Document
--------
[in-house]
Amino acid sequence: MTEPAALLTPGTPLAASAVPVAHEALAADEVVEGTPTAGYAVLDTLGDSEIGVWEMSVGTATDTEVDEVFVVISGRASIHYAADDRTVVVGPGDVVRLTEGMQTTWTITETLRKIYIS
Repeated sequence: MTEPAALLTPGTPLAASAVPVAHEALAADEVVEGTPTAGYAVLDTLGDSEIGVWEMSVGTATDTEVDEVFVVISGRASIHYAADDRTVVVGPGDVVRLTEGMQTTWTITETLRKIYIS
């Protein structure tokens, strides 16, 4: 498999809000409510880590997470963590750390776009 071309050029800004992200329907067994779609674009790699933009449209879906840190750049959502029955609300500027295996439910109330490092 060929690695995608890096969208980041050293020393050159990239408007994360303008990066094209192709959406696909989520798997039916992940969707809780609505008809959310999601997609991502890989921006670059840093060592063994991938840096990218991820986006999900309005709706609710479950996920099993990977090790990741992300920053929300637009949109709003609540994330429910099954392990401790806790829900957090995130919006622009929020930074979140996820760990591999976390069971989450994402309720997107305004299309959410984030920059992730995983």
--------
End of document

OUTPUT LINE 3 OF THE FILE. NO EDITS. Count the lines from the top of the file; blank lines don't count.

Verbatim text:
Repeated sequence: MTEPAALLTPGTPLAASAVPVAHEALAADEVVEGTPTAGYAVLDTLGDSEIGVWEMSVGTATDTEVDEVFVVISGRASIHYAADDRTVVVGPGDVVRLTEGMQTTWTITETLRKIYIS